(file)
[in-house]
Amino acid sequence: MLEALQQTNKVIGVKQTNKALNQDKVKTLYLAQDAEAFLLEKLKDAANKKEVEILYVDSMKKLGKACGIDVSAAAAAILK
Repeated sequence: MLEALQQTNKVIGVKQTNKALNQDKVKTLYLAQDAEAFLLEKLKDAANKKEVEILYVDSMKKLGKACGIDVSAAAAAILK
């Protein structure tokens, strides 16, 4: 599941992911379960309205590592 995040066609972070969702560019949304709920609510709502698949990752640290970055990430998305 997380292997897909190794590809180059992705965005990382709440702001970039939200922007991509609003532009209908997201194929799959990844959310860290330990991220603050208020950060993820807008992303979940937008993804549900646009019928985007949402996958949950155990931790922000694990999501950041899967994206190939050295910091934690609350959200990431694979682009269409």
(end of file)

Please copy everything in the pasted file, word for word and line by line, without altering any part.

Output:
[in-house]
Amino acid sequence: MLEALQQTNKVIGVKQTNKALNQDKVKTLYLAQDAEAFLLEKLKDAANKKEVEILYVDSMKKLGKACGIDVSAAAAAILK
Repeated sequence: MLEALQQTNKVIGVKQTNKALNQDKVKTLYLAQDAEAFLLEKLKDAANKKEVEILYVDSMKKLGKACGIDVSAAAAAILK
């Protein structure tokens, strides 16, 4: 599941992911379960309205590592 995040066609972070969702560019949304709920609510709502698949990752640290970055990430998305 997380292997897909190794590809180059992705965005990382709440702001970039939200922007991509609003532009209908997201194929799959990844959310860290330990991220603050208020950060993820807008992303979940937008993804549900646009019928985007949402996958949950155990931790922000694990999501950041899967994206190939050295910091934690609350959200990431694979682009269409």